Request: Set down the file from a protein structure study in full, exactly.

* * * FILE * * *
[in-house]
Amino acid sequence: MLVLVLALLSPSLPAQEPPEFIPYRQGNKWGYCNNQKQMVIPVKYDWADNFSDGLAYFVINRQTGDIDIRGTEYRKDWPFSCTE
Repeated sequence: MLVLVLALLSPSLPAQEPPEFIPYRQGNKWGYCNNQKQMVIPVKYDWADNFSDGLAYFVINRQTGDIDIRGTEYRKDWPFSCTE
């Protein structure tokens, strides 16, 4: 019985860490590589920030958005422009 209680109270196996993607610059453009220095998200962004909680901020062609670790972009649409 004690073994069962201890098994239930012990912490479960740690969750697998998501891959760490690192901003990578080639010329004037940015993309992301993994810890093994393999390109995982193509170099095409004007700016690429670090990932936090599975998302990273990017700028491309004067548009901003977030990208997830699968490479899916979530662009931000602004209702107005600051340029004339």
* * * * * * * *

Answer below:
[in-house]
Amino acid sequence: MLVLVLALLSPSLPAQEPPEFIPYRQGNKWGYCNNQKQMVIPVKYDWADNFSDGLAYFVINRQTGDIDIRGTEYRKDWPFSCTE
Repeated sequence: MLVLVLALLSPSLPAQEPPEFIPYRQGNKWGYCNNQKQMVIPVKYDWADNFSDGLAYFVINRQTGDIDIRGTEYRKDWPFSCTE
């Protein structure tokens, strides 16, 4: 019985860490590589920030958005422009 209680109270196996993607610059453009220095998200962004909680901020062609670790972009649409 004690073994069962201890098994239930012990912490479960740690969750697998998501891959760490690192901003990578080639010329004037940015993309992301993994810890093994393999390109995982193509170099095409004007700016690429670090990932936090599975998302990273990017700028491309004067548009901003977030990208997830699968490479899916979530662009931000602004209702107005600051340029004339």